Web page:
Kosovo was granted full sovereignty by the international community July 2, as the International Steering Group decided to end its political oversight process over the country. The territory will acquire full sovereignty in September.
"Today the International Steering Group has taken a historic and important decision on Kosovo," Prime Minister Hashim Thaci told reporters after a meeting of the group, DPA reported.
The group's Kosovo representative Pieter Feith, who announced the decision, said the young state had become a "modern, democratic, multi-ethnic" country.
International military and police units will still patrol Kosovo to lower the risk of ethnic violence; tensions are still high between majority ethnic Albanians and minority Serbs.
"I will communicate and cooperate with every single Serb leader elected in the North who respects the institutions of Kosovo," Thaci said, referring to the country's restive northern Serb enclave, which has been at the forefront of defying his government's authority, AP quoted.
The International Steering Group on Kosovo is composed of 23 European countries, Turkey, and the United States, and has been responsible for helping Kosovo establish democratic institutions. The mandate of the International Civilian Office, which operates under the International Steering Group, was to run out this year. The announcement July 2 affirmed expectations that Kosovo will enact remaining legislation guaranteeing and strengthening democratic institutions and human rights by September.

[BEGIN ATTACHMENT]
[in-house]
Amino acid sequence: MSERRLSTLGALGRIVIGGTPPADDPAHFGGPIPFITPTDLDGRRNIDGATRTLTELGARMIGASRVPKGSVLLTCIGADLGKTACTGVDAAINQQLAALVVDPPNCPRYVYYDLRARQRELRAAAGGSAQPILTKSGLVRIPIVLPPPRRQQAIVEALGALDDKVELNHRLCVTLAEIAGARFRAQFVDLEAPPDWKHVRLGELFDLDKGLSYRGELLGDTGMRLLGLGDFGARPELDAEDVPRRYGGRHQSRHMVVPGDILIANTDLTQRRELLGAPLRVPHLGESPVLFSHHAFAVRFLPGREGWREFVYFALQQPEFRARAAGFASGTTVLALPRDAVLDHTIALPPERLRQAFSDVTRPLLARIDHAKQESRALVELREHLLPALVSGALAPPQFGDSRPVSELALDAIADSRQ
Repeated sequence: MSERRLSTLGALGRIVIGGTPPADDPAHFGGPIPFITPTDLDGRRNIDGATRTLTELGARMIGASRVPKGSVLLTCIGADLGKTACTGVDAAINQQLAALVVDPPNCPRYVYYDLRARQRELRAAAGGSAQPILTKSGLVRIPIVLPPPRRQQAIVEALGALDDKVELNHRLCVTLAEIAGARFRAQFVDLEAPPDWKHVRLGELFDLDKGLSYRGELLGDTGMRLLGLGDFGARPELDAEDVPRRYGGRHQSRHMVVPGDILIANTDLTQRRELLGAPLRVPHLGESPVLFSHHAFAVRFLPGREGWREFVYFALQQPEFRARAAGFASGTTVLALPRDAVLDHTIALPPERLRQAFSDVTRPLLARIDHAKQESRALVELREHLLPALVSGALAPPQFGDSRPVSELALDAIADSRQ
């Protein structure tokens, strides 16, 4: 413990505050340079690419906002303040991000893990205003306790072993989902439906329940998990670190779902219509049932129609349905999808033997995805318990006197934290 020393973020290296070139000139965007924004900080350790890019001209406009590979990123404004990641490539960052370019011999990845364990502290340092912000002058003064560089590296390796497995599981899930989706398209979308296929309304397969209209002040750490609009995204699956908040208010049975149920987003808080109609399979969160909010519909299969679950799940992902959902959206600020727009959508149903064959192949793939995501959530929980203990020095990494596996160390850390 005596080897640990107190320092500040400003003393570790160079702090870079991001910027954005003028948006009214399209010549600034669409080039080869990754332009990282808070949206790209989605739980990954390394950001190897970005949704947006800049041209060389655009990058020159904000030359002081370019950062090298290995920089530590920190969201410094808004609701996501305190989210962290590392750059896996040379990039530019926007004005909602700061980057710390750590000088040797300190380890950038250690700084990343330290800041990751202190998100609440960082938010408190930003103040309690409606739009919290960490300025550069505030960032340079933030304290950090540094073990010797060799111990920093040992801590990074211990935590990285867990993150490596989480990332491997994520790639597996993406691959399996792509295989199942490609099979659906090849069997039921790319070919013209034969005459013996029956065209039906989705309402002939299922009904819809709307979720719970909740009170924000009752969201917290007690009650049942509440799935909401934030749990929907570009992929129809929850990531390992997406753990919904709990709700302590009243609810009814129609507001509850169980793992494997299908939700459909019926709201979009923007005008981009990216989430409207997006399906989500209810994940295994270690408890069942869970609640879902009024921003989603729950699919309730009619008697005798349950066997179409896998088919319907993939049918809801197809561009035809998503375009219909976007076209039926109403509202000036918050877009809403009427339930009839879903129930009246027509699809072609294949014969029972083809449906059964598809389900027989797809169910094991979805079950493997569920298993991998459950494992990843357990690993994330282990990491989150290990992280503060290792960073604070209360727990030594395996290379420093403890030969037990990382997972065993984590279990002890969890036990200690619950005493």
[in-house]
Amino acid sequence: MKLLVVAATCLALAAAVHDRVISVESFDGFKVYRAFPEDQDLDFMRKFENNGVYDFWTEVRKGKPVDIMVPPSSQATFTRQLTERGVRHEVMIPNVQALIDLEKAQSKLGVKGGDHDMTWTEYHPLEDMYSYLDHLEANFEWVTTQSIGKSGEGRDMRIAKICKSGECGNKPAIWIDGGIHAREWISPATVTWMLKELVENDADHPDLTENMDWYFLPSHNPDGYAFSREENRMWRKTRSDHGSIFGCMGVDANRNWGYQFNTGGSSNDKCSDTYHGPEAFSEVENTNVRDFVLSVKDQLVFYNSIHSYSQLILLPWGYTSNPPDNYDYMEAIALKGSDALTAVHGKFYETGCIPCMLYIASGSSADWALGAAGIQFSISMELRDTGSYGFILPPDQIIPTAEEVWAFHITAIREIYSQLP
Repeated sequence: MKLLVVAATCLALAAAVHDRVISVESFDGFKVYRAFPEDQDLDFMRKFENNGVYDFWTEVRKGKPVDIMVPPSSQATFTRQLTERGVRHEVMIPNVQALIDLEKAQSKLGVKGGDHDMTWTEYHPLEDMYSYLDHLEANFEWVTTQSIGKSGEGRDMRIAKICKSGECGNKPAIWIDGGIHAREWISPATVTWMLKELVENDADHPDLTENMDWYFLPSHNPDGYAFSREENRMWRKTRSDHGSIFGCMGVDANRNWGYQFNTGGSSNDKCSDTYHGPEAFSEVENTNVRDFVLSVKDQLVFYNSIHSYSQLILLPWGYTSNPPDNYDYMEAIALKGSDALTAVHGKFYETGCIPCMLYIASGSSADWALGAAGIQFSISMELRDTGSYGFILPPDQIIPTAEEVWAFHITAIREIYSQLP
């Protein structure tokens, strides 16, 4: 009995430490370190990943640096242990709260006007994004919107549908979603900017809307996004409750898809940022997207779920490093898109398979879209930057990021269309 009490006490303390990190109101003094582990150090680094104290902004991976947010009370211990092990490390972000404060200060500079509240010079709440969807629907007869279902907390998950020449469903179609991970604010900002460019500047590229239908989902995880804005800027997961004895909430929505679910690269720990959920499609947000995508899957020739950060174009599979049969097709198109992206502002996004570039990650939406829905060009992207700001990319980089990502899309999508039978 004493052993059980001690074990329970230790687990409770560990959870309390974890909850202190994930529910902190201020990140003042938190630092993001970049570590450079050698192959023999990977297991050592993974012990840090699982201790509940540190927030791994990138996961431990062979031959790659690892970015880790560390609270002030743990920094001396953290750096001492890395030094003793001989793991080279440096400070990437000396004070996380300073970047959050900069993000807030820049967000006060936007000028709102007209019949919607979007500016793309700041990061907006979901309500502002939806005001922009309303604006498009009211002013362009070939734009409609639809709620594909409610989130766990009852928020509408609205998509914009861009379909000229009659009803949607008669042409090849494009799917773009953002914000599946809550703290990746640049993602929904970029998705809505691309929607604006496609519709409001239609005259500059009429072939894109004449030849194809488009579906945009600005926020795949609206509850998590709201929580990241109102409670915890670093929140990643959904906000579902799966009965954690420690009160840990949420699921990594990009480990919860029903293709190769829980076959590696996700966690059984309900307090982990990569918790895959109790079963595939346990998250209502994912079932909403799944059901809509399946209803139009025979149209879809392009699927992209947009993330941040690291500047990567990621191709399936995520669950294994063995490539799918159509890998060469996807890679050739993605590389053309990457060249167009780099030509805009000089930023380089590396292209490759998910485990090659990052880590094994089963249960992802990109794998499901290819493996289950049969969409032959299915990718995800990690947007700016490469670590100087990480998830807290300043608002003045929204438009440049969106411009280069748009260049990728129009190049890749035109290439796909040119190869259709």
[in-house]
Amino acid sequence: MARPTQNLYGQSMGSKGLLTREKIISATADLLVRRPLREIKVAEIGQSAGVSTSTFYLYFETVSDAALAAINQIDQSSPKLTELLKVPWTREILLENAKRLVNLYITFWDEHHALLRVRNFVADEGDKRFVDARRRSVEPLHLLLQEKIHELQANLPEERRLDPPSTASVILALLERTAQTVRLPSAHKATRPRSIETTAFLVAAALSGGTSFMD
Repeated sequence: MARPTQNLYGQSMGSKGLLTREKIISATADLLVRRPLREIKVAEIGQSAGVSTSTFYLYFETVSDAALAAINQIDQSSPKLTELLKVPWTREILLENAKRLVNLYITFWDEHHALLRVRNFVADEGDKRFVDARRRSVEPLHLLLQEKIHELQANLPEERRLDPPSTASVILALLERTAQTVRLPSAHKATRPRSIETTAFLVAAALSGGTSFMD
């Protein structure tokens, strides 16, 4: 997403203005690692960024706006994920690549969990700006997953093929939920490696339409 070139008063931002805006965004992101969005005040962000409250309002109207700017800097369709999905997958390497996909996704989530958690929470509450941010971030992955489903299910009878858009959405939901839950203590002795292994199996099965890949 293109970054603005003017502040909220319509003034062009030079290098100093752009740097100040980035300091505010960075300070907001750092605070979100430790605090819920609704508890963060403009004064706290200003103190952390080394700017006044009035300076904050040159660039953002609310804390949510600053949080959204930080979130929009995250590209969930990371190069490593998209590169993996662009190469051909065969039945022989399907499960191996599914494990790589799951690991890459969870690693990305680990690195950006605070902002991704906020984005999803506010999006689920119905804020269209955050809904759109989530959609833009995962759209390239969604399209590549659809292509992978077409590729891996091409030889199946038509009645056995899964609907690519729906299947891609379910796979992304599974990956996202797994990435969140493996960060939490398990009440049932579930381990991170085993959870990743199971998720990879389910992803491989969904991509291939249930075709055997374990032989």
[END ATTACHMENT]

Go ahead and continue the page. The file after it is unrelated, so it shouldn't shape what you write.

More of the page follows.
Serbia meanwhile was not pleased with the decision, saying it was bad news for its Serb minority.
"When any international mission in Kosovo leaves, it can mean a greater danger for both Serbs and Serbia," Oliver Ivanovic, Serbia's state secretary for Kosovo, told B92 television.
Feith, who will be leaving in September, has the power to annul laws put in place by the ethnic Albanian government and sanction or even sack politicians, AFP reported.
While Kosovo's Serb community rejected the International Steering Group "at the very beginning" and had little contact with it, "Any foreigner or foreign mission is better" as Serbs and Albanians "are not able to function" without international mediation, Ivanovic said.